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Citizen Science and Becoming Better Stewards of Salem Sound

Emily Flaherty, Ocean Literacy Educator for Salem Sound Coastwatch, talks with Rob about engaging people with citizen science to become better stewards and take better care of the watersheds and coastal systems.  Emily has the pleasure of seeing school students “blossom” when making discoveries in the out-of-doors.  Sixth, seventh and eighth grade students spend weeks in summer learning about watersheds and coasts.  Last year the focus was on eelgrass, how it is essential habitat for wildlife and how eel grass is effected by people in many different ways (pollution, dredging, sediments, anchoring).  Students designed traps, square or round, and caught green crabs.  They measured crabs and reported to a researcher.  The next summer the focus was on sewage and storm water outflow into Salem Sound.  Students walked the shore examining the effects of storm drains and pollution.  Manhole covers were lifted and pipelines examined.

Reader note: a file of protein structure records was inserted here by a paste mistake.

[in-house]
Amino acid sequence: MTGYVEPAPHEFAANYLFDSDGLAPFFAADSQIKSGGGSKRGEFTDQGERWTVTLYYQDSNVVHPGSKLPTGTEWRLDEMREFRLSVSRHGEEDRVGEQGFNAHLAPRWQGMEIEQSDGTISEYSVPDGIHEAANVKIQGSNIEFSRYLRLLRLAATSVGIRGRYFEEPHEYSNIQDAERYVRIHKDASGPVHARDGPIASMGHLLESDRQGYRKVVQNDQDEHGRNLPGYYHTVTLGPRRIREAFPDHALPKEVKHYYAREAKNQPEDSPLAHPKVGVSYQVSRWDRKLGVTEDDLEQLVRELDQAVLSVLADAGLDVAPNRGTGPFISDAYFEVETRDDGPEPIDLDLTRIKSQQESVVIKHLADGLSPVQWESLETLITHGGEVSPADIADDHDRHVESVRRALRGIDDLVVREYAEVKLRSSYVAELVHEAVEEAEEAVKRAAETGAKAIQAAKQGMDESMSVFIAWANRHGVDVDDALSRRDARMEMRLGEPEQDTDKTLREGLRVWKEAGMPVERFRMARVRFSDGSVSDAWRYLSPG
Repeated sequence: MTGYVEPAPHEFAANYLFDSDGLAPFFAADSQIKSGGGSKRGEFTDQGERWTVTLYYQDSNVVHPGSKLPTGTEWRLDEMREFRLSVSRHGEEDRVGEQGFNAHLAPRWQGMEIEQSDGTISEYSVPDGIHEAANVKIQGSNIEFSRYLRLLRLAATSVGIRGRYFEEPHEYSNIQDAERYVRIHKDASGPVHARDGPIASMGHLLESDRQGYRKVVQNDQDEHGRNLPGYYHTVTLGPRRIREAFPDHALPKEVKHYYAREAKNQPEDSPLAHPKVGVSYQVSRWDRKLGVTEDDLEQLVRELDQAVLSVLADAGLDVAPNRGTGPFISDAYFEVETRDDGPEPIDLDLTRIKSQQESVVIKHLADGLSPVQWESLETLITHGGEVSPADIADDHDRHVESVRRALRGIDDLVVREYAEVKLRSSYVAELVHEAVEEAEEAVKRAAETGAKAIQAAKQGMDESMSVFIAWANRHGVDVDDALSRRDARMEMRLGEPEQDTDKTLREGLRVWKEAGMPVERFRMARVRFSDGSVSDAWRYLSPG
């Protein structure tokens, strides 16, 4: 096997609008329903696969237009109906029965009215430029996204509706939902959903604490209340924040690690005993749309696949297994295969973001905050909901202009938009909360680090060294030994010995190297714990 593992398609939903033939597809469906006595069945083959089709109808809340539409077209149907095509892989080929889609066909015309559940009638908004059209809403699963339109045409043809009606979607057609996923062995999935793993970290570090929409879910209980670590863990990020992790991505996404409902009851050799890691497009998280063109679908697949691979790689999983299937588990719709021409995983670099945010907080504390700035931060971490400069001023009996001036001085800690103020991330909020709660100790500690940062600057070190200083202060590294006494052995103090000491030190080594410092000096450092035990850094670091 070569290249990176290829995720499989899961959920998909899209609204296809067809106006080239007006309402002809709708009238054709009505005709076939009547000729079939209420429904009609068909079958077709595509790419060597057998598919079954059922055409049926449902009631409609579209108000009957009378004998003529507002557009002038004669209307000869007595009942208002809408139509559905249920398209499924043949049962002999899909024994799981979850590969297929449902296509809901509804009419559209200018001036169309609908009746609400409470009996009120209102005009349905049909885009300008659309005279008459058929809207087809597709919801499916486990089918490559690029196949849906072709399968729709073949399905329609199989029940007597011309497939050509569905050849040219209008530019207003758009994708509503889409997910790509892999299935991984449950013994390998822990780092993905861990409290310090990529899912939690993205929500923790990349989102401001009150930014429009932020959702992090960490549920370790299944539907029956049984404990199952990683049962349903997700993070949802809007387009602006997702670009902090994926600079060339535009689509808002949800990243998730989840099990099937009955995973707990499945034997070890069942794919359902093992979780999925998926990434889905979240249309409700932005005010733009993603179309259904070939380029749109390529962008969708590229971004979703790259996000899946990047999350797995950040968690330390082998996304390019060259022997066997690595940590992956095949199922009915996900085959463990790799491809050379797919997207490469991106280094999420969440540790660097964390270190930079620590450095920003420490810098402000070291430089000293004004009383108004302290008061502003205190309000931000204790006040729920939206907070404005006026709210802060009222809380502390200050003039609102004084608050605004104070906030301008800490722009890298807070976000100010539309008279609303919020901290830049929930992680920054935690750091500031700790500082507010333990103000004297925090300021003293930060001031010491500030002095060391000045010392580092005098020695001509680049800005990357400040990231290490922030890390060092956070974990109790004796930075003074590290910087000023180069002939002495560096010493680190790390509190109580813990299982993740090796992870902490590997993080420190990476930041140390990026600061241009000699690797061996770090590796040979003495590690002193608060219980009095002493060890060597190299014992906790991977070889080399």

Fifth graders learn about how water flows through the community in a program called Keeping Water Clean. Salem Sound Coastwatch has received funding for a variety of programs: Healthy Harbors with service learning, NOAA Be-Wet (Watershed Education and Teaching) in local middle schools, seventh grade learning to read maps and understand topography, where water flows and how it connects to their neighborhoods.